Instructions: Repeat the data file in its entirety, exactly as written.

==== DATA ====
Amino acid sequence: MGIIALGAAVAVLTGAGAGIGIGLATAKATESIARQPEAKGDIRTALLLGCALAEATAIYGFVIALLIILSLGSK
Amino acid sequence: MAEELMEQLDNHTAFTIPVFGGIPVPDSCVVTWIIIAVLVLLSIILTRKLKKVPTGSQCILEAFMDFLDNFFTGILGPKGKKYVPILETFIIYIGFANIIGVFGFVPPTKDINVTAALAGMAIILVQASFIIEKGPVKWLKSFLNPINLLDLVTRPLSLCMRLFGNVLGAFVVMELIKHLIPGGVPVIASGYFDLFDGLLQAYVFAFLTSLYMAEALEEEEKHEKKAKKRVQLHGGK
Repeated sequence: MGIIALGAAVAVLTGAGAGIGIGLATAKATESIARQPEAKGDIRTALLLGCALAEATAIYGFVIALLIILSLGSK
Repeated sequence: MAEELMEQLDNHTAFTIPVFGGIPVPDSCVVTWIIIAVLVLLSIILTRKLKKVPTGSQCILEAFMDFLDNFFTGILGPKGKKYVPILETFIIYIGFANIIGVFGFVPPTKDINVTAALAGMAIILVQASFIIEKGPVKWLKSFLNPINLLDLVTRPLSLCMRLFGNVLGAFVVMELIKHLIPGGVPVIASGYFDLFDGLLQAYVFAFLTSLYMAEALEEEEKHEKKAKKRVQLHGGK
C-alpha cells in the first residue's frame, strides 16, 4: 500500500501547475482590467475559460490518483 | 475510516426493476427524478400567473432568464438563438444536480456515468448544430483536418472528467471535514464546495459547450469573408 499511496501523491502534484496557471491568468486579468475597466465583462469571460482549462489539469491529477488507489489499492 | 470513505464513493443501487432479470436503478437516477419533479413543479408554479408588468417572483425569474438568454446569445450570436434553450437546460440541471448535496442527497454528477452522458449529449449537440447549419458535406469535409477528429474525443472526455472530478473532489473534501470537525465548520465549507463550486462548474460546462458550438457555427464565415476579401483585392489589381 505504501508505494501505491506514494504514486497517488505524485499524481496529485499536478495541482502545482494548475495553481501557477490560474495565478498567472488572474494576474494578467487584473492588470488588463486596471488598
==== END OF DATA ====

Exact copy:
Amino acid sequence: MGIIALGAAVAVLTGAGAGIGIGLATAKATESIARQPEAKGDIRTALLLGCALAEATAIYGFVIALLIILSLGSK
Amino acid sequence: MAEELMEQLDNHTAFTIPVFGGIPVPDSCVVTWIIIAVLVLLSIILTRKLKKVPTGSQCILEAFMDFLDNFFTGILGPKGKKYVPILETFIIYIGFANIIGVFGFVPPTKDINVTAALAGMAIILVQASFIIEKGPVKWLKSFLNPINLLDLVTRPLSLCMRLFGNVLGAFVVMELIKHLIPGGVPVIASGYFDLFDGLLQAYVFAFLTSLYMAEALEEEEKHEKKAKKRVQLHGGK
Repeated sequence: MGIIALGAAVAVLTGAGAGIGIGLATAKATESIARQPEAKGDIRTALLLGCALAEATAIYGFVIALLIILSLGSK
Repeated sequence: MAEELMEQLDNHTAFTIPVFGGIPVPDSCVVTWIIIAVLVLLSIILTRKLKKVPTGSQCILEAFMDFLDNFFTGILGPKGKKYVPILETFIIYIGFANIIGVFGFVPPTKDINVTAALAGMAIILVQASFIIEKGPVKWLKSFLNPINLLDLVTRPLSLCMRLFGNVLGAFVVMELIKHLIPGGVPVIASGYFDLFDGLLQAYVFAFLTSLYMAEALEEEEKHEKKAKKRVQLHGGK
C-alpha cells in the first residue's frame, strides 16, 4: 500500500501547475482590467475559460490518483 | 475510516426493476427524478400567473432568464438563438444536480456515468448544430483536418472528467471535514464546495459547450469573408 499511496501523491502534484496557471491568468486579468475597466465583462469571460482549462489539469491529477488507489489499492 | 470513505464513493443501487432479470436503478437516477419533479413543479408554479408588468417572483425569474438568454446569445450570436434553450437546460440541471448535496442527497454528477452522458449529449449537440447549419458535406469535409477528429474525443472526455472530478473532489473534501470537525465548520465549507463550486462548474460546462458550438457555427464565415476579401483585392489589381 505504501508505494501505491506514494504514486497517488505524485499524481496529485499536478495541482502545482494548475495553481501557477490560474495565478498567472488572474494576474494578467487584473492588470488588463486596471488598